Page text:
Triggering a Digital Transformation Program and Creating Local Demand
The redistributive principle was the cornerstone of Kerala’s social sector achievements. However, this redistributive principle when applied to land holdings, translating to Kerala’s model of homestead agriculture has resulted in a severe contraction of agricultural production and productivity in some of the finest lands endowed with fertility and adequate water. A parallel can also be drawn in the context of Kerala’s MSME industry which is characterised by a large number of uncoordinated sole proprietorships or small businesses whose focus is on survival and have little resources to transform or keep abreast with a dynamically transitioning market.
Knowledge is more than science and information, especially in Kerala’s agriculture and MSME industry context. It is about appropriate know-how available dynamically to all. The dynamic nature of knowledge and the need for rapid transition, especially in the agrarian and MSME context makes the notion of achieving the status of a knowledge society a moving target. It is achieved when appropriate know-how and innovation is dynamically democratised through an ecosystem that allows for the development, co-creation, discussion on appropriateness, transmission and adoption.
Both agriculture and MSME is cradled in Kerala’s Local Self Government (LSG) model which has become an enduring part of Kerala’s responsible civil society which plays an important role as a conscience keeper. The development of Kerala’s agriculture and MSME sector is also set in an extremely vulnerable ecological context. Thus, what starts as a triple helix knowledge economy model of engagement of Enterprise, Academia and Government, becomes a quadruple innovation helix framework with the inclusion of the public represented by the civil society in the form of the LSG and, a quintuple helix model with the integration of aspects of a sustainable Environment.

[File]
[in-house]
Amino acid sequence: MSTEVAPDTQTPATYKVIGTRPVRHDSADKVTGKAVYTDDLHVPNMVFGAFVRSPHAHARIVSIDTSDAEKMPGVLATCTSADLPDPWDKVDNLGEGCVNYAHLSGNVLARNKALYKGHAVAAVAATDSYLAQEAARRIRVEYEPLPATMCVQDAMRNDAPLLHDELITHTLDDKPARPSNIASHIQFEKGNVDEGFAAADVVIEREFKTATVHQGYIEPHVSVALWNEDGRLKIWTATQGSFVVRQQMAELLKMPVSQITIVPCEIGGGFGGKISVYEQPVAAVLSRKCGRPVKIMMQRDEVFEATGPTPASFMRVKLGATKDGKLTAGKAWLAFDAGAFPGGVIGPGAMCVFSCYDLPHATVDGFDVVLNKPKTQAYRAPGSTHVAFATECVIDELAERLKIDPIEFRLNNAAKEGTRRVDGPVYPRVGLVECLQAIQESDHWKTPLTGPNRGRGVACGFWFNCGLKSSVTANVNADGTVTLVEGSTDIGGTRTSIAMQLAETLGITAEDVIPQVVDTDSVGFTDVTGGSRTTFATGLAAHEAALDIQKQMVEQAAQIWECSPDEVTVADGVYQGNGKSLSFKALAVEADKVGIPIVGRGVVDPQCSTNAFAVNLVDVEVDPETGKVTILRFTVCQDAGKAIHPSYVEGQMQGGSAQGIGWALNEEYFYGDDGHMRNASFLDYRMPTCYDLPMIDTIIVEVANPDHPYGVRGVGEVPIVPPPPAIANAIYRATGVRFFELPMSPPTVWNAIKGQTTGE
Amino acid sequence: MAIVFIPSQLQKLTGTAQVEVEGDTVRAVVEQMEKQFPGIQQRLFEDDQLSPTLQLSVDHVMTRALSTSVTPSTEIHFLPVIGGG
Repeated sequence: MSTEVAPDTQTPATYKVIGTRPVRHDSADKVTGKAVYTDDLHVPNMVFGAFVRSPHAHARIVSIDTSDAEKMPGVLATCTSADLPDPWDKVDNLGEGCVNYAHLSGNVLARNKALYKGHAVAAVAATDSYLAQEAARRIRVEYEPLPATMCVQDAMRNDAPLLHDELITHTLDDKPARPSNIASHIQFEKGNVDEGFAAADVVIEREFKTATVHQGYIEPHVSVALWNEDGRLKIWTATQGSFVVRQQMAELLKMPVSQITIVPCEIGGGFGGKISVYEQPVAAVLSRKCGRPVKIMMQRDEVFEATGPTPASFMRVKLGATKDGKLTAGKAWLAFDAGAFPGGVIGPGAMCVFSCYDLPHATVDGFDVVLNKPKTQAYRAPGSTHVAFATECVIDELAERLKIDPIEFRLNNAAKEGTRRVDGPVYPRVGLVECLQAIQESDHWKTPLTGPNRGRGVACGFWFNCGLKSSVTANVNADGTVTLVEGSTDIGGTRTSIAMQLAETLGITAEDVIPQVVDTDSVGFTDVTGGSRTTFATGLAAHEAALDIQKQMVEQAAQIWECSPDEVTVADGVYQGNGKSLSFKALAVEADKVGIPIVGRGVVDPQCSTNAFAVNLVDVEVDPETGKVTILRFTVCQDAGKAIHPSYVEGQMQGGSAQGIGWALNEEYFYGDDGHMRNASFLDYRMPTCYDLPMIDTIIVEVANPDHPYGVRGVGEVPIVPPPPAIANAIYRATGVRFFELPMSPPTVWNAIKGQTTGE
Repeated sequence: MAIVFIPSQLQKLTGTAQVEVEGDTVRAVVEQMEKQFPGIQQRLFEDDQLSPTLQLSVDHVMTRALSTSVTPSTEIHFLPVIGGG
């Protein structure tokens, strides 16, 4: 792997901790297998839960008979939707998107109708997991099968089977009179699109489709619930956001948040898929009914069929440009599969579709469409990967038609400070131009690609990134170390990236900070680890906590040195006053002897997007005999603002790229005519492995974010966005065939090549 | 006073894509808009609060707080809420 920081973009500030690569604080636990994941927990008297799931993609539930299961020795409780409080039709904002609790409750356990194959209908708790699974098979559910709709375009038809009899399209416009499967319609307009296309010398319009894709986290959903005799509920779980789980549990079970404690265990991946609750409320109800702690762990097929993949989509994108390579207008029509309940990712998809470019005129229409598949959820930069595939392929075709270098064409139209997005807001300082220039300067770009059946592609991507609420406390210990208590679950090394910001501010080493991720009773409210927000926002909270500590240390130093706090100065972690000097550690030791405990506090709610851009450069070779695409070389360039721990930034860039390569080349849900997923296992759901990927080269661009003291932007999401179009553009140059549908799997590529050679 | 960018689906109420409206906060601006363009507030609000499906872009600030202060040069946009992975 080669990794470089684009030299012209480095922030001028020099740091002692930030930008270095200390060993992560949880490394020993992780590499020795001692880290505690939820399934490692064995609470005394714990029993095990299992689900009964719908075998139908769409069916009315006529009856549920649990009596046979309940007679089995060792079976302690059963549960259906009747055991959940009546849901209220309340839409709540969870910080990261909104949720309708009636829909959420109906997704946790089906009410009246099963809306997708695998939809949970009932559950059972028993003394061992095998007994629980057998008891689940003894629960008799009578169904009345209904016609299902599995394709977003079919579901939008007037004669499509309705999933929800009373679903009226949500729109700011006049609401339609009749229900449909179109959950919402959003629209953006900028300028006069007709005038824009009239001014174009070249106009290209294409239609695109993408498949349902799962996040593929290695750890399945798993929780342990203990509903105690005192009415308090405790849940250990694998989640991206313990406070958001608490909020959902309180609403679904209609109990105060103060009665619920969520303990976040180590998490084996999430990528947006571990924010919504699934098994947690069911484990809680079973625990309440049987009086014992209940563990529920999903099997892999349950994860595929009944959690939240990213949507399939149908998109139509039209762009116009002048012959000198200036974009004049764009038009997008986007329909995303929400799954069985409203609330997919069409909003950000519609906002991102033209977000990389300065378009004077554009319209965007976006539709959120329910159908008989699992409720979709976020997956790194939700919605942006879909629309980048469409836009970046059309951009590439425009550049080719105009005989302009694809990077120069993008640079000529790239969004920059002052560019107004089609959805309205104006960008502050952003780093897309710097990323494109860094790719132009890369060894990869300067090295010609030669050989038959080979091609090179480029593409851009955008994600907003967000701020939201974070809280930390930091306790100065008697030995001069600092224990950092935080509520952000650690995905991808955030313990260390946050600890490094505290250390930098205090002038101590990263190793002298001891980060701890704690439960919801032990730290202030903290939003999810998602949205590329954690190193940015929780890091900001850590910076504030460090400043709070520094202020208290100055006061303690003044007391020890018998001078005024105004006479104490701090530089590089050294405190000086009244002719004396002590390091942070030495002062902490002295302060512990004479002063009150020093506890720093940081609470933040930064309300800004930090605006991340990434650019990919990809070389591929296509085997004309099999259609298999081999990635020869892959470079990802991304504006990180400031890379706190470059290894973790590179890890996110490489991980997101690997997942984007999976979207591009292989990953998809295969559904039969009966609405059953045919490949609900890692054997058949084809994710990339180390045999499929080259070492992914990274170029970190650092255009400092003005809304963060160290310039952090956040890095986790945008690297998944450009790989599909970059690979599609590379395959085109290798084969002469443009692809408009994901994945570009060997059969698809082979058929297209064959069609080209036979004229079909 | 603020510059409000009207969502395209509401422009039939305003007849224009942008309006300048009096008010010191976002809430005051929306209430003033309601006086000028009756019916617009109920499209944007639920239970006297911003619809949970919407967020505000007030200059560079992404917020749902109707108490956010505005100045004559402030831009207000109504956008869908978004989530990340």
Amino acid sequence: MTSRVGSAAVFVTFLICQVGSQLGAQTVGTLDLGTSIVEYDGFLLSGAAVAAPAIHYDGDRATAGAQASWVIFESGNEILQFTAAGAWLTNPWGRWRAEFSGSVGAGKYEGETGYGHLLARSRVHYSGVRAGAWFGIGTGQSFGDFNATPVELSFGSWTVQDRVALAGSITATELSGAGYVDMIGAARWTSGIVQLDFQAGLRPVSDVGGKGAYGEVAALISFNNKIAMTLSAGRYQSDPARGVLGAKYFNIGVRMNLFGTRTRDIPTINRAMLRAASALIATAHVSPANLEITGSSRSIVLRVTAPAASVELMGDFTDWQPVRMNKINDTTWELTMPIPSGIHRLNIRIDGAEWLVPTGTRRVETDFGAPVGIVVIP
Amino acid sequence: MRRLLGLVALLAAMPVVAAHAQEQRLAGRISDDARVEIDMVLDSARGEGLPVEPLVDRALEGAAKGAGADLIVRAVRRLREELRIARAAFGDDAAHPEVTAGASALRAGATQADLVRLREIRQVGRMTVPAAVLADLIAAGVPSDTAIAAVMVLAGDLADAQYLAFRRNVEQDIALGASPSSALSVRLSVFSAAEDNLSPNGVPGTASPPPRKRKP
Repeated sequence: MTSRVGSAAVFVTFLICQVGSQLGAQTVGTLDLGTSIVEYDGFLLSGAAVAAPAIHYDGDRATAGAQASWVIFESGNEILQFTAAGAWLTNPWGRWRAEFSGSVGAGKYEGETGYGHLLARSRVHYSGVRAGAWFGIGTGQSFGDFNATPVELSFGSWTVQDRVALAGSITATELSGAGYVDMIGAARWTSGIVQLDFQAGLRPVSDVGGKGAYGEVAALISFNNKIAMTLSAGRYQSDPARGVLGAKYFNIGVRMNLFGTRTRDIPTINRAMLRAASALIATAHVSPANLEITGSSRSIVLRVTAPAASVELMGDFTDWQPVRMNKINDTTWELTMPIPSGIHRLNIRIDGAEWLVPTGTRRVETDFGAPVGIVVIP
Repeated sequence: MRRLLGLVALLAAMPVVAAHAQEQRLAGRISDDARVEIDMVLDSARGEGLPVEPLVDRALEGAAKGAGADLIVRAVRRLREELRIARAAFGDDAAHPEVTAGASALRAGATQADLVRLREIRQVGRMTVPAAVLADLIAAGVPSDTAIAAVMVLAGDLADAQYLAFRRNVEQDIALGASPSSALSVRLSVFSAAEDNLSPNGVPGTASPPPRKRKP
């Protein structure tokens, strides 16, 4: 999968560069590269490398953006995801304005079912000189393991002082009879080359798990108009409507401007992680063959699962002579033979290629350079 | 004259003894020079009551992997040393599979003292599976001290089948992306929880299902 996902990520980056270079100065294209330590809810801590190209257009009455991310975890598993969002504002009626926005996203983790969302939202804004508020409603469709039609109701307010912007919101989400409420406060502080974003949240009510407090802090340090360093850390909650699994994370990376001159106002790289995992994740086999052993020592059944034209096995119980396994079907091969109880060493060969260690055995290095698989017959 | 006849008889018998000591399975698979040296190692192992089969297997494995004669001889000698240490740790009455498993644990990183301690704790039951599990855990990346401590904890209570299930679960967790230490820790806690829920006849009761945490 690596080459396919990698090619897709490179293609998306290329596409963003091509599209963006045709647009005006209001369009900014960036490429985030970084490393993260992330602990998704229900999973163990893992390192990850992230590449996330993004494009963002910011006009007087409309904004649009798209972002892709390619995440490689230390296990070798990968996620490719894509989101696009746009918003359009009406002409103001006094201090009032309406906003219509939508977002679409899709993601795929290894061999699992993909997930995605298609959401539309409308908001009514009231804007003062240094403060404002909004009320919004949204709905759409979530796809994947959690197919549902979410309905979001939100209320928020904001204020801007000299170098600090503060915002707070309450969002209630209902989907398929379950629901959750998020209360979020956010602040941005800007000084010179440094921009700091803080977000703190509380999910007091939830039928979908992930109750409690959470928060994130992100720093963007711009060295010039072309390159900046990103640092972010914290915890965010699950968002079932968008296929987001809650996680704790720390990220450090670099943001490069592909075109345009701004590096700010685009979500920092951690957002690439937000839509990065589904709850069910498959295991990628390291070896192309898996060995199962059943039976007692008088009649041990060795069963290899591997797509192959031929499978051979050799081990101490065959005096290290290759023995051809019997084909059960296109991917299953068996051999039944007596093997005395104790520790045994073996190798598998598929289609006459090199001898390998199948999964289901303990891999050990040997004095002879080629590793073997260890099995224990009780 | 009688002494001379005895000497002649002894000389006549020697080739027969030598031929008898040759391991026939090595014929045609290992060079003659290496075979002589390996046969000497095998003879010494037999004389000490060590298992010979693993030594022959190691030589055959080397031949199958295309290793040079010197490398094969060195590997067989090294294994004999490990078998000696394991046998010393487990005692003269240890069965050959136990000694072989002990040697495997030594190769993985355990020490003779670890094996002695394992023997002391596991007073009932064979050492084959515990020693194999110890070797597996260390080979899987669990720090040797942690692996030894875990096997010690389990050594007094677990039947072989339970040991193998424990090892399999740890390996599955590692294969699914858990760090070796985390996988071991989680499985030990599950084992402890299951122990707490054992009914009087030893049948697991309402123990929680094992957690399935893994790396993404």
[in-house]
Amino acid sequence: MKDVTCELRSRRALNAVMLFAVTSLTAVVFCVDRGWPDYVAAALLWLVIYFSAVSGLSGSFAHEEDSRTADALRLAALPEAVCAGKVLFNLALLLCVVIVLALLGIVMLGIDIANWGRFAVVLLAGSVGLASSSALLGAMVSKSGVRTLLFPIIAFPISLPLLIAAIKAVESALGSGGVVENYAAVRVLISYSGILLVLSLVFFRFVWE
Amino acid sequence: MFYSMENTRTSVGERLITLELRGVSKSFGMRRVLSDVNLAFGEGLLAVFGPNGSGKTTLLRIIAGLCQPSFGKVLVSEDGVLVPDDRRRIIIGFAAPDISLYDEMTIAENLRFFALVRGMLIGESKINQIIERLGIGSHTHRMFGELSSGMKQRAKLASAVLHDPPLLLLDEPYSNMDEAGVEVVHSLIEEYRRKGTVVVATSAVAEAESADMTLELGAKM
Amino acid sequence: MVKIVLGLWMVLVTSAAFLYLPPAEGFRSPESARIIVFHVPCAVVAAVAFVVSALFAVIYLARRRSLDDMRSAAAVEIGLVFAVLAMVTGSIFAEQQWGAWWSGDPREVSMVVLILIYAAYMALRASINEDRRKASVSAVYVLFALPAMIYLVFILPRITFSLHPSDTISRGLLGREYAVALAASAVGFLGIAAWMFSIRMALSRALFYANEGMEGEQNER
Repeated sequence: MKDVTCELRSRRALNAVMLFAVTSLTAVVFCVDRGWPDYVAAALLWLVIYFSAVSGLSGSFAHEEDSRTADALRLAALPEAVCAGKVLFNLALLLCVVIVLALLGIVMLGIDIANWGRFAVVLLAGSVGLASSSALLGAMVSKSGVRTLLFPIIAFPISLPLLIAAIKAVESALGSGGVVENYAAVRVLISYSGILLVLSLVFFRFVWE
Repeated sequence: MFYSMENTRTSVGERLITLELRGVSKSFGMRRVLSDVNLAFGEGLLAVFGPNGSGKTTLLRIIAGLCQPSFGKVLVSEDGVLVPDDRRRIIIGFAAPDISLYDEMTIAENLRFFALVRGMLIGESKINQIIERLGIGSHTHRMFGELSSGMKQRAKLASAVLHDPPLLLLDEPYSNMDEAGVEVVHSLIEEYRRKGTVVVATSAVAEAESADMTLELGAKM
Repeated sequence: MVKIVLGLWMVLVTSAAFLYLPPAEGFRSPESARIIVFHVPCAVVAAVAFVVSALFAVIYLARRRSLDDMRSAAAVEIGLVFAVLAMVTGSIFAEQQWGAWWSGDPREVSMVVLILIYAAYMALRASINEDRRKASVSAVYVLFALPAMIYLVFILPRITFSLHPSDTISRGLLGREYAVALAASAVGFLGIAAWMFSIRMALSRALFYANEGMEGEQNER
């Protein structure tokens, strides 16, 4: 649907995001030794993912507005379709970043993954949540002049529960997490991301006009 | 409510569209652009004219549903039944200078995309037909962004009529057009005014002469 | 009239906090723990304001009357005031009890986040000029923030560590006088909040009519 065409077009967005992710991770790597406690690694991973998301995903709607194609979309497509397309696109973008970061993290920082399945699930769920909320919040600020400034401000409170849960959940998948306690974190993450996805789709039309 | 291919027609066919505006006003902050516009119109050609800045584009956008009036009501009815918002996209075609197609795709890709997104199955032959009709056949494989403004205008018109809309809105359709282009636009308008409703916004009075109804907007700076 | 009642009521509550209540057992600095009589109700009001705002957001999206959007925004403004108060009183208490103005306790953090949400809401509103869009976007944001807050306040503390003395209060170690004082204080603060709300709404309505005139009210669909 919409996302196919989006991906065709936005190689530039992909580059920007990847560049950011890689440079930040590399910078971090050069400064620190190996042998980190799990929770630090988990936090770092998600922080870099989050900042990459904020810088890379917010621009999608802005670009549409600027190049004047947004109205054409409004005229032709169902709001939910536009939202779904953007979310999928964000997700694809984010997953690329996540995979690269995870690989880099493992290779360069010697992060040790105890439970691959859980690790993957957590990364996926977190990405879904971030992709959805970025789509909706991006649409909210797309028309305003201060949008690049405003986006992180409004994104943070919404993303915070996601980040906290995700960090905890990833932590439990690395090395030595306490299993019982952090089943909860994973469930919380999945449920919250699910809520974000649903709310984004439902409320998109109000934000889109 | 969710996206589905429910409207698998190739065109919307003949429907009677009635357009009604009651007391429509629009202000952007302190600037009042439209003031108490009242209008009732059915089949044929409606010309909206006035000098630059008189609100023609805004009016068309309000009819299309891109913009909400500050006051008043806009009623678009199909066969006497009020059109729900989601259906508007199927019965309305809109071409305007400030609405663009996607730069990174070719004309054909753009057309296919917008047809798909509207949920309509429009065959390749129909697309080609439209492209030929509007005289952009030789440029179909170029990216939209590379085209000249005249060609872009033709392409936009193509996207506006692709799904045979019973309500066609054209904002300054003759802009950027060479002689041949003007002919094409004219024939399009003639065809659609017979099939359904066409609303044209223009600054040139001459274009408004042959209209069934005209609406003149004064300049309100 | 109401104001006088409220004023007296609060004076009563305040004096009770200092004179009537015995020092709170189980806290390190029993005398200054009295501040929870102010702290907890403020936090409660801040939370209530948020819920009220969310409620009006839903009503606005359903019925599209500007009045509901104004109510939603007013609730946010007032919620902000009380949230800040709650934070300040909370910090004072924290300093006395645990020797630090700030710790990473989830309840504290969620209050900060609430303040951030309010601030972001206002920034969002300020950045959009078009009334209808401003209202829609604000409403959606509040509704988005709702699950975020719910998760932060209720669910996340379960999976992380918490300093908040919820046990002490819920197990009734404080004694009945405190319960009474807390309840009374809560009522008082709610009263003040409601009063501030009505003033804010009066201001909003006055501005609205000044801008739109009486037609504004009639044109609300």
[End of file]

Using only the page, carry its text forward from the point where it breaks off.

Thus, Kerala’s model of enterprise, both in agriculture and in MSME are framed in with constraints that must be respected. At the same time these two sectors, agriculture and MSME must develop in terms of production, productivity and value addition. This can be achieved through knowledge based co-creation which brings together a dynamic partnership of innovative transformation. The partners of knowledge based co-creation will be enterprise, academia, government and a civil society represented in the LSG which will benefit through employment and wealth creation in an ecologically sustainable manner. The essence of the three programs led by KDISC, One Local Government one idea (OLOI), One District One Idea (ODOI) and the Young Innovators Programme (YIP), captures the essence of this quintuple helix model of creating an innovative knowledge society.